The Obama administration has proposed a $5 billion pipeline that would carry tar sands crude oil from Alberta, Canada, to the Gulf Coast and then across the Gulf to Texas.
But that pipeline, the Keystone XL, has been a hot topic since President Donald Trump took office, with activists and opponents of the project, as well as the US and Canada, already fighting over the pipeline’s impacts.
The White House and the US Environmental Protection Agency have both been working to resolve the issue of pipeline construction and safety.
In a joint statement, the EPA and the EPA announced Thursday that they had reached a compromise on a safety assessment for the pipeline.
The agreement commits the EPA to undertake a study of pipeline safety, and will include “a comprehensive review of pipeline conditions, environmental, and other conditions, and a risk analysis of any changes to the project.”
The Keystone XL is expected to carry between 930,000 and 1.2 million barrels per day of oil per day, or a bit over a million barrels a day per day.
The EPA and US Army Corps of Engineers have said the project could carry as much as 12 million barrels of oil a day.
Trump and some of his supporters, including Republican Senator James Lankford of Oklahoma, have said that the pipeline should be built because it would be cheaper and easier to produce oil and that it would make it cheaper for Americans to buy it.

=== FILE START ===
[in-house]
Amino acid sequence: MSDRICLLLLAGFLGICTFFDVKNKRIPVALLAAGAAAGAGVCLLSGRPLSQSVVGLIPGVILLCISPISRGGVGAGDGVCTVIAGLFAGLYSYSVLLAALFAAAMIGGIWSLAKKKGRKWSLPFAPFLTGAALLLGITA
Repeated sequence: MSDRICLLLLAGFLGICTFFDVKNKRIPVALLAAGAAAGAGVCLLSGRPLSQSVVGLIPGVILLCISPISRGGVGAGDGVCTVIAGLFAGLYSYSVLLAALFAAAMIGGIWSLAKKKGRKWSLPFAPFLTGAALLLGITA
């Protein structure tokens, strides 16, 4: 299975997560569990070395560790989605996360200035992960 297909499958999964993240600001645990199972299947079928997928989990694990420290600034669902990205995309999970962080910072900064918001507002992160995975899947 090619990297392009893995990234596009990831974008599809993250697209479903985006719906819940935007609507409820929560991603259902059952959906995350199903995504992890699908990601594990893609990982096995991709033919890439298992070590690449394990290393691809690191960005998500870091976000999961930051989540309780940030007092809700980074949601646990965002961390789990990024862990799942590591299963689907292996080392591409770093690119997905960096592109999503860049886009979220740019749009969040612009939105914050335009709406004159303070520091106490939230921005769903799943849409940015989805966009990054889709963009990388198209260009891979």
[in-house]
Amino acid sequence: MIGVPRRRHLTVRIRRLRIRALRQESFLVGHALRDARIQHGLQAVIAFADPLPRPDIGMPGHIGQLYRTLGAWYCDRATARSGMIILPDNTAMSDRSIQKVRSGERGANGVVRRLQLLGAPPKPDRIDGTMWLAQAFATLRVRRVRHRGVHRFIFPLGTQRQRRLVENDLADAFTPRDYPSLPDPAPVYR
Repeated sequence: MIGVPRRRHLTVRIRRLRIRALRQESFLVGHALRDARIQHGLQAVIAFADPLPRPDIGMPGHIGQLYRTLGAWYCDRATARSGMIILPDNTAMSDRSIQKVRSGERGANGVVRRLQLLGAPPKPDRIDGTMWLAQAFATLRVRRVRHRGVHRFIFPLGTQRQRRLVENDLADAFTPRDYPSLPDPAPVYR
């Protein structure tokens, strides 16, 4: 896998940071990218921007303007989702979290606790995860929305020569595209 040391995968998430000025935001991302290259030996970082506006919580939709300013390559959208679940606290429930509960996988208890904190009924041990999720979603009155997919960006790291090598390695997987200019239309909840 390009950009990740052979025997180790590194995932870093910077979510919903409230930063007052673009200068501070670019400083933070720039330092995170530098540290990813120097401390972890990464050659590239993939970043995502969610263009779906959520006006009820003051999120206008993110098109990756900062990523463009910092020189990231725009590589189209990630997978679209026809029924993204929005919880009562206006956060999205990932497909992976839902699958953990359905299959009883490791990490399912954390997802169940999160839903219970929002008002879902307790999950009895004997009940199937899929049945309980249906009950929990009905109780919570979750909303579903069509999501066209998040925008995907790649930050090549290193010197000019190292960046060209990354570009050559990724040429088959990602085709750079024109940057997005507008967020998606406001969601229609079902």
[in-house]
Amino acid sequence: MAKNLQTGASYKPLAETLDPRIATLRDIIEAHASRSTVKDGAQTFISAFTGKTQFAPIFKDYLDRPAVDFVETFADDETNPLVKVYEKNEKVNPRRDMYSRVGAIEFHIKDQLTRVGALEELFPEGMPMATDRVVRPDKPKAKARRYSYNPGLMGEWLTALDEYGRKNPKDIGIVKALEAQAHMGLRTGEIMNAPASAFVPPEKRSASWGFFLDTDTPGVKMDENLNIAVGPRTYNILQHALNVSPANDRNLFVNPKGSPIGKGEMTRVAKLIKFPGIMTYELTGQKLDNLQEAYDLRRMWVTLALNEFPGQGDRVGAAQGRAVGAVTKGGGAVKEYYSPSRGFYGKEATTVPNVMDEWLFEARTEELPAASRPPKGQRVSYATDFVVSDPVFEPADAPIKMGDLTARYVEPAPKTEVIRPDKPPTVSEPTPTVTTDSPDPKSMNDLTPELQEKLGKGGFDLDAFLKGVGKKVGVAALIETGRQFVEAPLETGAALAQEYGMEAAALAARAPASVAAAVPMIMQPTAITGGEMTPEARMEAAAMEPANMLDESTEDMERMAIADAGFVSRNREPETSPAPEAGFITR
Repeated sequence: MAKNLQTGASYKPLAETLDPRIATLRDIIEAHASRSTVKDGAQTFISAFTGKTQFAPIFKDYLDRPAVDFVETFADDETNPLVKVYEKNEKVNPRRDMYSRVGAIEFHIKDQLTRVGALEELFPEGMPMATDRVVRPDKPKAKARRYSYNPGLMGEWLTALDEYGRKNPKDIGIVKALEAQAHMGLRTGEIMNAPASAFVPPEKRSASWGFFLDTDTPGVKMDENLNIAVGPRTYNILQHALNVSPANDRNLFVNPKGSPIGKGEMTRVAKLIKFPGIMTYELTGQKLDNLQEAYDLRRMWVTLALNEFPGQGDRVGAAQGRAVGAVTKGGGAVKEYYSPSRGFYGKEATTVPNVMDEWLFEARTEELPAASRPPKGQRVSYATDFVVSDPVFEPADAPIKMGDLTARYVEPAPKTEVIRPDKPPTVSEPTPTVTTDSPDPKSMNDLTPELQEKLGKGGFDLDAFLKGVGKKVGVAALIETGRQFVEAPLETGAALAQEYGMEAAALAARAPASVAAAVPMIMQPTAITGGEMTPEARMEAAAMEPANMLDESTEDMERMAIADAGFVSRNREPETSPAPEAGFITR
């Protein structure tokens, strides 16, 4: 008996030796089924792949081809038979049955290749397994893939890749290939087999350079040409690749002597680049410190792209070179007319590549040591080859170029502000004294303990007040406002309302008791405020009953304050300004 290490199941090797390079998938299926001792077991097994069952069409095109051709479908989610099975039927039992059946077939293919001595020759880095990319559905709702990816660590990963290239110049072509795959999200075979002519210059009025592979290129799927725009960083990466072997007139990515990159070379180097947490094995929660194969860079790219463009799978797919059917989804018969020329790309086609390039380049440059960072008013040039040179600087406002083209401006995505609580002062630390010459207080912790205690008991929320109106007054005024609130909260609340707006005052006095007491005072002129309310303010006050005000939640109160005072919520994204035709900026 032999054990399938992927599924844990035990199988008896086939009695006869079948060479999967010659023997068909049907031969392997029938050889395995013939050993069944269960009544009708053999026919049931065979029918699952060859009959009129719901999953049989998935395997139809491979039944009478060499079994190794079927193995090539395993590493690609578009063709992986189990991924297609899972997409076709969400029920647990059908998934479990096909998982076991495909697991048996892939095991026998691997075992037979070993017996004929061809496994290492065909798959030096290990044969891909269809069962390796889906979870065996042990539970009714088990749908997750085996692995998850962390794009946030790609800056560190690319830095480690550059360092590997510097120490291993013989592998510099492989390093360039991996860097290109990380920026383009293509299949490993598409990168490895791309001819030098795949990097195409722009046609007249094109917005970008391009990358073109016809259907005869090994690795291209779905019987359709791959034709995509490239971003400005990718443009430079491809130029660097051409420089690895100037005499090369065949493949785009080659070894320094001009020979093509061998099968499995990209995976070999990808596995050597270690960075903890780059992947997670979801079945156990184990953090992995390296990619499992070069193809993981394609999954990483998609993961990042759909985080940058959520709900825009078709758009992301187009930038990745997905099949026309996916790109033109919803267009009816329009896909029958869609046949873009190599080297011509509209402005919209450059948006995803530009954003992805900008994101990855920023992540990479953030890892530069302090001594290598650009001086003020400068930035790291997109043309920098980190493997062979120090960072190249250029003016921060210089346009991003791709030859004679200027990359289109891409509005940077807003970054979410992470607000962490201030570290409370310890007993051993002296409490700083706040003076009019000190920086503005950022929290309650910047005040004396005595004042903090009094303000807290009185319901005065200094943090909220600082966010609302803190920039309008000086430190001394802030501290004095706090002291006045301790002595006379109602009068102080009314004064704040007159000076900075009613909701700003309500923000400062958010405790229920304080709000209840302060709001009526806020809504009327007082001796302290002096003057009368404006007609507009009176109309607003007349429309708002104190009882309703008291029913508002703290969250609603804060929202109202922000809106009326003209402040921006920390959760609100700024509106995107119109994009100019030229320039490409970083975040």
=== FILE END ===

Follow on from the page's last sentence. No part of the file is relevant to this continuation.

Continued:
In his confirmation hearing before the Senate last month, Lankford told senators that he did not oppose the pipeline because of the environmental concerns but said he supported it because it was “the most environmentally sound project” and that the US “has the ability to bring it back to the marketplace.”
Trump’s administration has made it clear that the Keystone project will not go forward without environmental assessments of the pipeline and the safety of the tar sands oil it carries.
As part of its approval process, the pipeline will also need to be subject to a rigorous environmental impact statement, which the EPA will then conduct.
The EPA and EPA will also be conducting a public health and safety assessment of the oil pipeline.